I’ve been away from the computer the past few weeks to focus on inking pages and taking care of Juni (who is doing great!), so it’s time to catch up on my blogging.  First off, if you want more detailed and frequent updates, please follow my twitter account.  It allows me to post updates during my short breaks without pulling time away from work, so it’s very convenient.  I’ll incorporate a twitter update box on the front page as soon as Amulet 3 is complete.

The Copper books arrived in the mail just around the time Juni was born, so it was pretty much one of the best weeks ever. Not only did we see the arrival of our beautiful baby boy, but we have a nice new book to add to the library.  The Copper books look absolutely fantastic, and it probably has the nicest production values of any book I’ve worked on.  Phil Falco, David Saylor, and Sheila Keenan at Scholastic did a great job on this, and I can’t wait to see how people like the final product.  It will be available in January through Scholastic Graphix, alongside Raina Telgemeier’s wonderful graphic novel Smile, and the first volume of Jake Parker’s super fun Missile Mouse.

The Copper book has also received its first award!  It was named as a Junior Library Guild Selection for Fall 2009, along with Jeff Smith and Charles Vess’s Rose.

Amulet 3 inked

The image above is what I have been working on since Juni arrived.  Amulet 3 is pretty much entirely inked, with maybe about 2-3 pages to redraw today after dialogue edits.  I’m really excited to be joining Jason and Anthony on the colors tomorrow.  Here we go onto the final stretch!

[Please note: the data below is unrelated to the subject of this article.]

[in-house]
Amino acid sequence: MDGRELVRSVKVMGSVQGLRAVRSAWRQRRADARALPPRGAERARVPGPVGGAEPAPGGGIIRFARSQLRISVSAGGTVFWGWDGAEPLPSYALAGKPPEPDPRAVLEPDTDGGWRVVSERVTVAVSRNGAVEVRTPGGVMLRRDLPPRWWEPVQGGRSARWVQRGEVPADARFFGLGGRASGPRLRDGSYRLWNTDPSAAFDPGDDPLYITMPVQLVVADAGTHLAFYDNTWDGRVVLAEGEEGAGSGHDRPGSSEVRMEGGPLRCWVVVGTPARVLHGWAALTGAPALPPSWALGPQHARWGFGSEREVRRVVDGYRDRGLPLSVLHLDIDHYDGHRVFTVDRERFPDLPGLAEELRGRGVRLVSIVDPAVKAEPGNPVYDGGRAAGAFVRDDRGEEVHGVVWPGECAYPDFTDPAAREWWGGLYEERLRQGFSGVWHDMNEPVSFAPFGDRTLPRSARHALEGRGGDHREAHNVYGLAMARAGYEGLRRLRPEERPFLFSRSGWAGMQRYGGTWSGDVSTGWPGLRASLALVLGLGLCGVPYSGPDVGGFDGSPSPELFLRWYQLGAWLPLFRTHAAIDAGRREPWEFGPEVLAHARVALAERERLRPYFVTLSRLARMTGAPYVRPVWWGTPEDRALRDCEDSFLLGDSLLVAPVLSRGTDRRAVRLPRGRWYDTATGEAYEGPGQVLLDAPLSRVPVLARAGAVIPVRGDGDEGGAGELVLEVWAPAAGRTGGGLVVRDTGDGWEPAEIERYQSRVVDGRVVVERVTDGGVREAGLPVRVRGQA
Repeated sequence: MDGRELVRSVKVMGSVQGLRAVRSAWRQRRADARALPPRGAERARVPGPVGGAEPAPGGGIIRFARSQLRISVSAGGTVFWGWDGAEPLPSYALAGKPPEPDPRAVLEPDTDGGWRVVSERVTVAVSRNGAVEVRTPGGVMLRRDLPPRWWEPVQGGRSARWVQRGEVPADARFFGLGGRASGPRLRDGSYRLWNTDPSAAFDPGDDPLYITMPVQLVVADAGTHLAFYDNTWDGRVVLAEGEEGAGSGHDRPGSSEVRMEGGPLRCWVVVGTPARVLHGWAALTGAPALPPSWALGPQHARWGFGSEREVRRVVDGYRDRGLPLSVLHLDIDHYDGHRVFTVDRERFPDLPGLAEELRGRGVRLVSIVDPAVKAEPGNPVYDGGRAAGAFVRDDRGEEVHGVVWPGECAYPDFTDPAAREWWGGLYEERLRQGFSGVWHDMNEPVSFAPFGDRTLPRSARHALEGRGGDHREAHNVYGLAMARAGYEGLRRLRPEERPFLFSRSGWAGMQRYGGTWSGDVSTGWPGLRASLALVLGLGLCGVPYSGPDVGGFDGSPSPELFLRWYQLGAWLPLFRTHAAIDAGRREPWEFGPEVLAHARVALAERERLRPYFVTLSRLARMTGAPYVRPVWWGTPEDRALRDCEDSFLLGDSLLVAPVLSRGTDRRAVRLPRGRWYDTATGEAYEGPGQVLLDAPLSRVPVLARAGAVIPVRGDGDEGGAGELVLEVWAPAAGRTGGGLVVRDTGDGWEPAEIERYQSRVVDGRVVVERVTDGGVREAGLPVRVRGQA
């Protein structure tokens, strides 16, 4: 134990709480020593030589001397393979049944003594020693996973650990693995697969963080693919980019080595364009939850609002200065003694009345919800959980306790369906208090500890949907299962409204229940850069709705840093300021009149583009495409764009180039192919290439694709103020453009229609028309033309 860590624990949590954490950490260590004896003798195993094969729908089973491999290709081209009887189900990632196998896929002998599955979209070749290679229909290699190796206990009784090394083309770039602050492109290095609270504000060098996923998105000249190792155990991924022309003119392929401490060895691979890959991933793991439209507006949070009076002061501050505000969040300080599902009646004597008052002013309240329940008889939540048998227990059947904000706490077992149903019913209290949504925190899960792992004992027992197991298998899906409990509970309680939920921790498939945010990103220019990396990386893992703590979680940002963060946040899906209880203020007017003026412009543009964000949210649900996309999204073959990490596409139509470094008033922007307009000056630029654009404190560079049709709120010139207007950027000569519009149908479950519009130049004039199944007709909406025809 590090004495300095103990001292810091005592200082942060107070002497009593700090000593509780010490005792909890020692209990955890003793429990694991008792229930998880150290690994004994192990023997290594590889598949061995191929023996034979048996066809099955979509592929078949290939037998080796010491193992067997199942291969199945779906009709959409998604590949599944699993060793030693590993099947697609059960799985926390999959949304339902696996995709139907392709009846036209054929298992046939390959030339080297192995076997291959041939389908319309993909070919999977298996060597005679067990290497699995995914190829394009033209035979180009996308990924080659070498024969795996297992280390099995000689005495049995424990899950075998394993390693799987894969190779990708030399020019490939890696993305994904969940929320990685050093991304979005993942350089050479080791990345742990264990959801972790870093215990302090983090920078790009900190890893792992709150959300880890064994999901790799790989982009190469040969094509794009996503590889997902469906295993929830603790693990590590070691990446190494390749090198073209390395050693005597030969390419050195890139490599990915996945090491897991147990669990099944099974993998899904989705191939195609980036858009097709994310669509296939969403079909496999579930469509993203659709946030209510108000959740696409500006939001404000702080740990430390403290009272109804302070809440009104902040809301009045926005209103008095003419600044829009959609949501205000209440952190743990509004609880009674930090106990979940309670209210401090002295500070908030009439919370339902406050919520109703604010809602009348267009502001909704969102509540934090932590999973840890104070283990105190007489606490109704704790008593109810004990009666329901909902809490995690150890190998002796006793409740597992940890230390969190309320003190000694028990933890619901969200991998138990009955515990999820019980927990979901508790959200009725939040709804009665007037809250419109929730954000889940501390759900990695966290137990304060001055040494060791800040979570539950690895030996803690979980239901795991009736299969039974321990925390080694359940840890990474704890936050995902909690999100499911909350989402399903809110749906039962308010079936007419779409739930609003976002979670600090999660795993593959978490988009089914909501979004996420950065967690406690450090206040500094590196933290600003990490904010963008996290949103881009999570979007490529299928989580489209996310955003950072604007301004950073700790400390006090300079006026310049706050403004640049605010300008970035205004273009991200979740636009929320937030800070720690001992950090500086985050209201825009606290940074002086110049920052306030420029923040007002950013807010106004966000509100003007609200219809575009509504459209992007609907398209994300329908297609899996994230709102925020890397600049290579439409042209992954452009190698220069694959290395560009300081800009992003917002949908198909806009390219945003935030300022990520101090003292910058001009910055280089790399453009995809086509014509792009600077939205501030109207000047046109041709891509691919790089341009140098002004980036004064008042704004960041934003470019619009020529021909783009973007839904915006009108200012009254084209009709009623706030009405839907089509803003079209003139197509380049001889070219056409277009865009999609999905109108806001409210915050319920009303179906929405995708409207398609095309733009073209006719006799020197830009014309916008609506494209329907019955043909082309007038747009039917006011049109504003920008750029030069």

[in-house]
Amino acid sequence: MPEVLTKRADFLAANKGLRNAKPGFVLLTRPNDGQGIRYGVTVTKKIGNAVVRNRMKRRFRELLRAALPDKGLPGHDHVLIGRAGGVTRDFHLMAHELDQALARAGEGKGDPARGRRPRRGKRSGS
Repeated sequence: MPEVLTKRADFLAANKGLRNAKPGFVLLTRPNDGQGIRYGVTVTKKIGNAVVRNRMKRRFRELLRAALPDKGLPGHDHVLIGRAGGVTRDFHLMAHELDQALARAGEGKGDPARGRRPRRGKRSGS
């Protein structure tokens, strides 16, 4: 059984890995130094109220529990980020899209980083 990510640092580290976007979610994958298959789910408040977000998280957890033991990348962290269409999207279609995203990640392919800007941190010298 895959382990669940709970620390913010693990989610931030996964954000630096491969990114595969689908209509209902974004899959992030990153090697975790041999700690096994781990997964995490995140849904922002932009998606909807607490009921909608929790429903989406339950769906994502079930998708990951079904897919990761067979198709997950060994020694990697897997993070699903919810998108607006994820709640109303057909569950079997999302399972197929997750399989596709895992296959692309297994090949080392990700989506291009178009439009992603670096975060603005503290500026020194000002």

In other news, Booklist asks kids what books they are most eager for, and Amulet 3 shows up amongst pretty good company!  Also, Paste Magazine has named Flight Volume 1 to their list of best graphic novels of the decade, at number five!

Welcome Juni!


Our son Juni Kim Kibuishi was born on November 3rd, 2009, at 1:06 pm.  Despite Amy’s early labor being fairly smooth, the delivery ended up being a very difficult ordeal. The culprit was a prolapsed umbilical cord, and it was looking very much at times like we were about to lose our baby boy.  At the hospital, our obstretrician decided to move Amy out of the delivery room and into the operating room to prepare for an emergency C-section, but she also wanted to give Amy one more chance to push him out, since he was so close.